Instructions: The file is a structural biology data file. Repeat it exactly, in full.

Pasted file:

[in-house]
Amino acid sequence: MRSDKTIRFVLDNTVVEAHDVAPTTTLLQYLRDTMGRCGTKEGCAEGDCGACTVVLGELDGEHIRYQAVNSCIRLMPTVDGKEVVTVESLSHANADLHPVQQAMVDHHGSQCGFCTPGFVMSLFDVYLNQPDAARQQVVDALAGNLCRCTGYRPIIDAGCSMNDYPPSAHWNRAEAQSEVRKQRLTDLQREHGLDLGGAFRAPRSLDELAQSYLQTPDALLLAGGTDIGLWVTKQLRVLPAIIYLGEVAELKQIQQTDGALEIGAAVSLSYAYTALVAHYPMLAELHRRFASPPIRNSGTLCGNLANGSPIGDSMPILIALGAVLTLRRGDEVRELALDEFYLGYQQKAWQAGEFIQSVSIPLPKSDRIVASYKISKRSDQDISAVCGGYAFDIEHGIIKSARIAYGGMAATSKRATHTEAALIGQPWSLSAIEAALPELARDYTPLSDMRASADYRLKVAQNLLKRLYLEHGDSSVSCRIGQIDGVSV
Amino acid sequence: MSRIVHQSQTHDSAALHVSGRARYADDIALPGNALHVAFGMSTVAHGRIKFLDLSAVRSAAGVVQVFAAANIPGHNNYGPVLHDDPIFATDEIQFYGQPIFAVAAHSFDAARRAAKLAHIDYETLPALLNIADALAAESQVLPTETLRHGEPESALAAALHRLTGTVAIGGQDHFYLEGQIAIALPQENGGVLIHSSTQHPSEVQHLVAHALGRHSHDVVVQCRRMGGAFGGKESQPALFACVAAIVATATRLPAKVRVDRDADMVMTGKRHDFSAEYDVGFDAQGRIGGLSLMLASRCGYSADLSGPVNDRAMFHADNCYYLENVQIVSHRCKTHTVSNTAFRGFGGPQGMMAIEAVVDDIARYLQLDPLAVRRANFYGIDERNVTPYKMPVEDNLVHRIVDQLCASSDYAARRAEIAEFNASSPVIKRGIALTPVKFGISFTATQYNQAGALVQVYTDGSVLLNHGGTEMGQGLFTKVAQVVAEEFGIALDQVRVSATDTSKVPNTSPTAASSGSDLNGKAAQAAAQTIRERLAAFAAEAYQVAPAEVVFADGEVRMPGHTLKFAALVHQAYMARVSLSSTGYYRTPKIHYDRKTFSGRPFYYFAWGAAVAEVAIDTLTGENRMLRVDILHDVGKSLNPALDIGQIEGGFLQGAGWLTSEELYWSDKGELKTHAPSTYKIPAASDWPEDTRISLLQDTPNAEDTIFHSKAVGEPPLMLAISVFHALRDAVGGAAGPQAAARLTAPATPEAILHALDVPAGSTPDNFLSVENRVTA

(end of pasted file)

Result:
[in-house]
Amino acid sequence: MRSDKTIRFVLDNTVVEAHDVAPTTTLLQYLRDTMGRCGTKEGCAEGDCGACTVVLGELDGEHIRYQAVNSCIRLMPTVDGKEVVTVESLSHANADLHPVQQAMVDHHGSQCGFCTPGFVMSLFDVYLNQPDAARQQVVDALAGNLCRCTGYRPIIDAGCSMNDYPPSAHWNRAEAQSEVRKQRLTDLQREHGLDLGGAFRAPRSLDELAQSYLQTPDALLLAGGTDIGLWVTKQLRVLPAIIYLGEVAELKQIQQTDGALEIGAAVSLSYAYTALVAHYPMLAELHRRFASPPIRNSGTLCGNLANGSPIGDSMPILIALGAVLTLRRGDEVRELALDEFYLGYQQKAWQAGEFIQSVSIPLPKSDRIVASYKISKRSDQDISAVCGGYAFDIEHGIIKSARIAYGGMAATSKRATHTEAALIGQPWSLSAIEAALPELARDYTPLSDMRASADYRLKVAQNLLKRLYLEHGDSSVSCRIGQIDGVSV
Amino acid sequence: MSRIVHQSQTHDSAALHVSGRARYADDIALPGNALHVAFGMSTVAHGRIKFLDLSAVRSAAGVVQVFAAANIPGHNNYGPVLHDDPIFATDEIQFYGQPIFAVAAHSFDAARRAAKLAHIDYETLPALLNIADALAAESQVLPTETLRHGEPESALAAALHRLTGTVAIGGQDHFYLEGQIAIALPQENGGVLIHSSTQHPSEVQHLVAHALGRHSHDVVVQCRRMGGAFGGKESQPALFACVAAIVATATRLPAKVRVDRDADMVMTGKRHDFSAEYDVGFDAQGRIGGLSLMLASRCGYSADLSGPVNDRAMFHADNCYYLENVQIVSHRCKTHTVSNTAFRGFGGPQGMMAIEAVVDDIARYLQLDPLAVRRANFYGIDERNVTPYKMPVEDNLVHRIVDQLCASSDYAARRAEIAEFNASSPVIKRGIALTPVKFGISFTATQYNQAGALVQVYTDGSVLLNHGGTEMGQGLFTKVAQVVAEEFGIALDQVRVSATDTSKVPNTSPTAASSGSDLNGKAAQAAAQTIRERLAAFAAEAYQVAPAEVVFADGEVRMPGHTLKFAALVHQAYMARVSLSSTGYYRTPKIHYDRKTFSGRPFYYFAWGAAVAEVAIDTLTGENRMLRVDILHDVGKSLNPALDIGQIEGGFLQGAGWLTSEELYWSDKGELKTHAPSTYKIPAASDWPEDTRISLLQDTPNAEDTIFHSKAVGEPPLMLAISVFHALRDAVGGAAGPQAAARLTAPATPEAILHALDVPAGSTPDNFLSVENRVTA